Thermoquad rebuild or not?

Discussion in 'General IH Tech' started by Elwood, Feb 16, 2013.


  1. Elwood

    Elwood Farmall Cub

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    The skinny: I bought a used thermoquad that is in pretty good shape but hasn't been used in a long time. I took to a local carb re-builder for a rebuild and he told me that it wouldn't be worth a rebuild due to the body of the carb (non-metal) being prone to failing and that it is no longer available to purchase. "I can rebuild it for you, but there's no telling how long that body will last. Could be a week. could be a year. At that point you'd be out the rebuild and have to get something different any. Spend a little more on a different carb and be ahead of the game in the long run."

    Did a quick search here and didn't see a discussion on this. I'm curious how accurate this is cause I kinda got the feeling he told me that b/c he didn't want to do. The guy is well known in the area and many shops use him and stand by his work.

    thoughts?
     
  2. Tim Potter

    Tim Potter High Wheeler

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    There's plenty of threads on here about the TQ, including problems with it. TQ's are the like a Greek tragedy, both agony and ecstasy. You'll find those on each side. The float bowl can warp but can be flattened. The well caps can leak as the glue breaks down, they've been reglued and come loose again letting raw fuel flow down the carbs throat. The secondary adjustment can be tricky, if not done correctly they can open late or not at all. There's a ton of info here on TQ's and all its quirks.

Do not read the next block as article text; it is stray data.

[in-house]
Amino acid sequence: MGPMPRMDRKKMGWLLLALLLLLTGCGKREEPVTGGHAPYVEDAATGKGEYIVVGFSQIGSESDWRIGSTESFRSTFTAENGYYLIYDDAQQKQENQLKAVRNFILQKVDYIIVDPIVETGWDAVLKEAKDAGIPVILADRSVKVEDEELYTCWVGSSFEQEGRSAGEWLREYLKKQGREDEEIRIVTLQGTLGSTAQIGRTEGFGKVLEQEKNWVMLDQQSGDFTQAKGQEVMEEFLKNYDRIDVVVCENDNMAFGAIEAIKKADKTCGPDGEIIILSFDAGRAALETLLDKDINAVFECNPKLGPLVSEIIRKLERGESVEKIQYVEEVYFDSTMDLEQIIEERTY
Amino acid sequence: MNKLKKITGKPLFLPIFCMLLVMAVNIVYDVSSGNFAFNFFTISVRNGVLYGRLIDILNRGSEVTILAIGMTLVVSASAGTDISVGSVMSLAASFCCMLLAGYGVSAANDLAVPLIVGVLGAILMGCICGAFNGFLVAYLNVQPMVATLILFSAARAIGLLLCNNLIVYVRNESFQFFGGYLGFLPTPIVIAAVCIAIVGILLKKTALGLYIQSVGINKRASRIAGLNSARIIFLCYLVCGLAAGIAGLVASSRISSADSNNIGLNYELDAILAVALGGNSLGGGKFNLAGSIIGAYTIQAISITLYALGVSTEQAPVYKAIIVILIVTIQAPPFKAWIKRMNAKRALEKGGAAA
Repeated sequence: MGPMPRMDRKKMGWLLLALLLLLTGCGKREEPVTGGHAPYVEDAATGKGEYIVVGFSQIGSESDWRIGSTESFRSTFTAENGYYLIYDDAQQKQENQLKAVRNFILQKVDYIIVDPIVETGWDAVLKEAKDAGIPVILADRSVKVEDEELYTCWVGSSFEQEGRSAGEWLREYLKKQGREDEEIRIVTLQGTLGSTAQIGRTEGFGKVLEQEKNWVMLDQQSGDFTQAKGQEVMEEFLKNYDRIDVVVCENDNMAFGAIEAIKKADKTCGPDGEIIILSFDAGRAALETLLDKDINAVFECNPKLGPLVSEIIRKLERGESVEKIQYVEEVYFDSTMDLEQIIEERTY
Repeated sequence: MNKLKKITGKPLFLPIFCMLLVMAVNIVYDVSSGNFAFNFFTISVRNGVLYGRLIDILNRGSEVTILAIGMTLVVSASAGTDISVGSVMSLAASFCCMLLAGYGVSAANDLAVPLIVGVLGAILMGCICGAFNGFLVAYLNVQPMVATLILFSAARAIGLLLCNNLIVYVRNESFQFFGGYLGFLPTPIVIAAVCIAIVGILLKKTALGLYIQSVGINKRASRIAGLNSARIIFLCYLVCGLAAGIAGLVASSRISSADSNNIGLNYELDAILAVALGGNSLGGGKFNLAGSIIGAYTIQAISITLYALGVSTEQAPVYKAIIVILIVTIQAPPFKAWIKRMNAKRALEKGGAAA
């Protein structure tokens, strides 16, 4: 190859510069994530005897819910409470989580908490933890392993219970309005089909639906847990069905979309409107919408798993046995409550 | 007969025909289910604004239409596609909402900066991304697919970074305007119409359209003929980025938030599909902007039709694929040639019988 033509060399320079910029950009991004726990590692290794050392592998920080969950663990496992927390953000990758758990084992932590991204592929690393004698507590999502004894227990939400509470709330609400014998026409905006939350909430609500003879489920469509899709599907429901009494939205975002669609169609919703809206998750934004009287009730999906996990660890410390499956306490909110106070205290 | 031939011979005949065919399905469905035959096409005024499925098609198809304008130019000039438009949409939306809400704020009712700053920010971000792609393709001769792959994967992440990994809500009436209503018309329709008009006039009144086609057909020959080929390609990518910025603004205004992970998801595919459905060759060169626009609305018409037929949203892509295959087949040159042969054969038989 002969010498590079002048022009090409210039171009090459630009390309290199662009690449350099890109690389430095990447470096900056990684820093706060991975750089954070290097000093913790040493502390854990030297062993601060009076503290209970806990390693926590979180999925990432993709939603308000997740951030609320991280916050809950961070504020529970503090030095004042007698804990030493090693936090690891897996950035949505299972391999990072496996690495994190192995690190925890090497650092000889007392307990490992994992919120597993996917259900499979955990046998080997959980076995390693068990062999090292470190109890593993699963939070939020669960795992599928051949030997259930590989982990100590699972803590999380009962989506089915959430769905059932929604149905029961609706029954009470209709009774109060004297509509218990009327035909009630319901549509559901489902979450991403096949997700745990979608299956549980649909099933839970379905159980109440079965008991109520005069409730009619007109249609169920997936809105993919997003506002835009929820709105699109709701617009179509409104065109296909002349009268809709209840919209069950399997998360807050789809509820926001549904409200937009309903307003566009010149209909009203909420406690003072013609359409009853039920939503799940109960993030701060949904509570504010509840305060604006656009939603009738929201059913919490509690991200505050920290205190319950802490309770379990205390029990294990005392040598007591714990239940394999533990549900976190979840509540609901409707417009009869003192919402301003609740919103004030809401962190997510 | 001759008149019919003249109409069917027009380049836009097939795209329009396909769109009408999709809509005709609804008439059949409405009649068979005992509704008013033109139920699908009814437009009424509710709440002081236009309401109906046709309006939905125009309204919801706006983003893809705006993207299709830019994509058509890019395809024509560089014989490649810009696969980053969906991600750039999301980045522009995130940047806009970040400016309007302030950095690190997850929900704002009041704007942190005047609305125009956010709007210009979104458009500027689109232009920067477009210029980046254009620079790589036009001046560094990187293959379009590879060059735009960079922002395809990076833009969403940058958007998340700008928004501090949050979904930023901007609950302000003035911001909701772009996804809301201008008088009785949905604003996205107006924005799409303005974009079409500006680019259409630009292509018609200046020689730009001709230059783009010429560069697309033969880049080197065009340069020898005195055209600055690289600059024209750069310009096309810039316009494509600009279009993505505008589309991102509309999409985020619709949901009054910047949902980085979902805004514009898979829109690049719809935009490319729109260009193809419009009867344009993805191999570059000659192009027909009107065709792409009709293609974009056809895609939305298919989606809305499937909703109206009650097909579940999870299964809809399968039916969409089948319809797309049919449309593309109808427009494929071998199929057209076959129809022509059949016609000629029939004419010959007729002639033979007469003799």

I say the carb guy told you the truth. Unless you're doing the rebuild yourself, it can be expensive and if he's already told you he cant guarantee the carb, you will be better off buying a new carb rather than throwing money at a TQ.
     
  3. mallen

    mallen Y-Block King

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    Depends on what emissions laws you have to live with, I bet you can't find a carb that has been tested on an an international 392 and is on the CARB list. People mention the edelbrock 1400 as being "Street legal" but that's ONLY on a Chevy engine of the right year, But I do agree,if your talking about using it as a replacement or upgrade,there are far easier paths to take. If you can't rebuild a carburetor,you won't understand the pros and coins of the tq. Heck,even a lot of people who are very knowledgeable about carbs don't. Some people will tell you the TQ is plagued with design flaws,while others will say it was years ahead of its competition and the most advanced carb ever built. They are both right. If it haven't been for fuel injection,I think most cars would have derivatives and descendants developed from that design.Plastic are much better today for instance and I bet there are much better options than phenolic resin. Of course once we had cheap powerful computer controlled fuel injection, all those complex mechanical devices ended up right next to other obsolete and overcomplicated devices like WWII clockwork missile guidance systems.